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Drunk Driver Lucky Not To Be Shot

A drunk driver was lucky not to be shot when they crashed into an anti-terror bollard.

Everybody knows it’s foolish to get behind the wheel when drinking. You are literally taking your life in your hands and could harm innocent people in the process. However, for a drunk driver in Edinburgh it almost had even more dramatic consequences. It could have resulted in a shooting outside the Scottish Parliament.

anti-terror bollardsIt sounds like something out of a movie, but 26-year-old father Anthony Oldham appeared at Edinburgh Sheriff Court after crashing into the parliament building bollards. He appeared through a prison video link and was told he was lucky not to have been shot. Armed police guard the anti-terror bollards outside the Parliament building in Holyrood. It was these that Mr Oldham drove into while drunk.

He had been speeding in a borrowed Vauxhall Vectra, equipped with a two-litre turbo engine when he lost control. He was seen tearing down the road and across the centre of a roundabout, before smashing into the steel defensives, totalling the vehicle.

Failed Breathalyser Test

The defendant was doing over 40 in a 20mph zone. After the crash he got out of the car and tried to get a taxi to his mother’s house. However, the cabbie refused to take him. Mr Oldham then hit the driver on the side of the face, even though the driver was trying to help him. He then ran off and was reportedly found cowering in the grounds of a primary school close by.

The errant motorist was taken to St Leonards police station and given a breathalyser test. He was found to have 58mg of alcohol in 100ml on his breath; over twice the legal limit of 22mg.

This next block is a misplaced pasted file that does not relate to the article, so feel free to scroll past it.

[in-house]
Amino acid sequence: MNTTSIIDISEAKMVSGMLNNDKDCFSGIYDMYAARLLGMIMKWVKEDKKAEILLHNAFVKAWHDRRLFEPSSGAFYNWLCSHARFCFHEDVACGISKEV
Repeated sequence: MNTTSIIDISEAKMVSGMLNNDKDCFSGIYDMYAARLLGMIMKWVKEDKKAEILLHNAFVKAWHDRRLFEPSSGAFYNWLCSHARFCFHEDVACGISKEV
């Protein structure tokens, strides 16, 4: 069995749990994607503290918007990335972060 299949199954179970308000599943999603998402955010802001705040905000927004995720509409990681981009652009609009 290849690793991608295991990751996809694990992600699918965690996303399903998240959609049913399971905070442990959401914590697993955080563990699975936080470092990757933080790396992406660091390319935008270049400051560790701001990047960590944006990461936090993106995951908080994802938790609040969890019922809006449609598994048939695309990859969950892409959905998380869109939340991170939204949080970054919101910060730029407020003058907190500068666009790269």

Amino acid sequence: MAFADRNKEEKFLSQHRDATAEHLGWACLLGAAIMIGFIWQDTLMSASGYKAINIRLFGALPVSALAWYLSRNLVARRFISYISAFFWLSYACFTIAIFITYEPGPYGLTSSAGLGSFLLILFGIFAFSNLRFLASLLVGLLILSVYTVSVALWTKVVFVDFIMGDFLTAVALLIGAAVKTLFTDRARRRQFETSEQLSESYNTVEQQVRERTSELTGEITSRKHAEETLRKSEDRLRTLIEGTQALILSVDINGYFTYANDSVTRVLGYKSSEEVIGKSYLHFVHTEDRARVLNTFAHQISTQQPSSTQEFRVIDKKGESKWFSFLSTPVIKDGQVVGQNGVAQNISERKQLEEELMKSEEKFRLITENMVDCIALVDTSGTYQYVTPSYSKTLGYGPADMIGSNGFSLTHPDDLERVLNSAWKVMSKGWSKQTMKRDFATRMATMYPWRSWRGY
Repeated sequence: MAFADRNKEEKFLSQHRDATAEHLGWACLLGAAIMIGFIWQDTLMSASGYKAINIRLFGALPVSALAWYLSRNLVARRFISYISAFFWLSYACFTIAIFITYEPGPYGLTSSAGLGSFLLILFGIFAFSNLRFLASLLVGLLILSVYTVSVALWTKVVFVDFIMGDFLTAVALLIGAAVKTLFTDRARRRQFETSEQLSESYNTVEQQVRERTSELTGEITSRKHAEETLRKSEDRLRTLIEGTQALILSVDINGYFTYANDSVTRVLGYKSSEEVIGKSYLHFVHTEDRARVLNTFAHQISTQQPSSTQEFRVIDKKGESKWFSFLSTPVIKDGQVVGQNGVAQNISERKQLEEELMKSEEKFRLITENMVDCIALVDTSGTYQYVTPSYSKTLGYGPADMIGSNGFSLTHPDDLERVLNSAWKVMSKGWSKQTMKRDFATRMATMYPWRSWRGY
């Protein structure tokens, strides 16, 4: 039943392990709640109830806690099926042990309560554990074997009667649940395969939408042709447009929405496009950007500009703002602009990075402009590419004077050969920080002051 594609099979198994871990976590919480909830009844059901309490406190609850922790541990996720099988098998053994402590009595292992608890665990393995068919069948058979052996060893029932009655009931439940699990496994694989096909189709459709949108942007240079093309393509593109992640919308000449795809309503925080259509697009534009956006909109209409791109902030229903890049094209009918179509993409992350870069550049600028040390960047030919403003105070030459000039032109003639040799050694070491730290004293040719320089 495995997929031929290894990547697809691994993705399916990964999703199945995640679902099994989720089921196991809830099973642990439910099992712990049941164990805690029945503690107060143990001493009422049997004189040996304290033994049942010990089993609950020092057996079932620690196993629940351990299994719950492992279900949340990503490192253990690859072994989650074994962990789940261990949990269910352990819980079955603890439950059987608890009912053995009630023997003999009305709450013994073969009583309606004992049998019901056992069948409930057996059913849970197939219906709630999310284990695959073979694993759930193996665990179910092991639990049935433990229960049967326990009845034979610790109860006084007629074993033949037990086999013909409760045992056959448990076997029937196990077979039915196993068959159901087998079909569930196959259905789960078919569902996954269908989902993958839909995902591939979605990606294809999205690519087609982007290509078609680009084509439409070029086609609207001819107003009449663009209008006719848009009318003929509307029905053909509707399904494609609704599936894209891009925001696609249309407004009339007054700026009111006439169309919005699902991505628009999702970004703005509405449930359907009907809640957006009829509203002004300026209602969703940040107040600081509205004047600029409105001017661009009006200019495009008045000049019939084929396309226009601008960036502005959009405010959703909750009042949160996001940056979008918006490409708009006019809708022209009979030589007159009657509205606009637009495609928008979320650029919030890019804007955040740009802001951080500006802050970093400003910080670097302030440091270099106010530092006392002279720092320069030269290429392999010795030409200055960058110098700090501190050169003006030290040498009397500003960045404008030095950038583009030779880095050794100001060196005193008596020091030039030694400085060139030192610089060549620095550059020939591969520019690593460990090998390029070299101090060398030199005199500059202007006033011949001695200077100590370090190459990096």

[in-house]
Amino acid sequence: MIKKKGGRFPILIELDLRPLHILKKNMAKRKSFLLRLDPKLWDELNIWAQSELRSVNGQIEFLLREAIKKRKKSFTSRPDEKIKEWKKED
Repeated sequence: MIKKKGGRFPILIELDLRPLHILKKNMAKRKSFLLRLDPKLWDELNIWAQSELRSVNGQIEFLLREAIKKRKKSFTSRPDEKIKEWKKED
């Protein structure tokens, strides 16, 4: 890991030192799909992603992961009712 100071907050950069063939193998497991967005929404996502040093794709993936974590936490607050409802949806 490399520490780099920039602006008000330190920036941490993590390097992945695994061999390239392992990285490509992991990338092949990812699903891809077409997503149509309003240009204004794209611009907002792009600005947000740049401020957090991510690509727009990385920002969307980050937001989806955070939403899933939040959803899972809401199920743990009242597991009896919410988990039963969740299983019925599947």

In addition, Oldham had recently been released from prison and was disqualified from driving at the time of the incident. The defendant owned up to dangerous driving and assault. The Sheriff presiding in the case commented he could have been shot by armed cops. Even more of a risk in these heightened times, with the threat of terror on everybody’s mind.

It is not implausible the police could have mistaken his irresponsible behaviour as a possible terrorist incident. However, Mr Oldman’s defence counsel maintained there were no armed officers on hand, as the crash occurred around 5am.

The Drunk Driver Admitted Guilt

The defence said Oldham was mortified he had hit the cabbie, claiming he had been in shock after the crash. The defendant, who listed his address as Saughton Prison, admitted to driving under the influence and while disqualified. However, it could have been much worse.

A case of drunk driving, which would have been bad enough, could have led to a major shooting incident outside the home of the Scottish government. All because a motorist under the influence lost control of his borrowed car.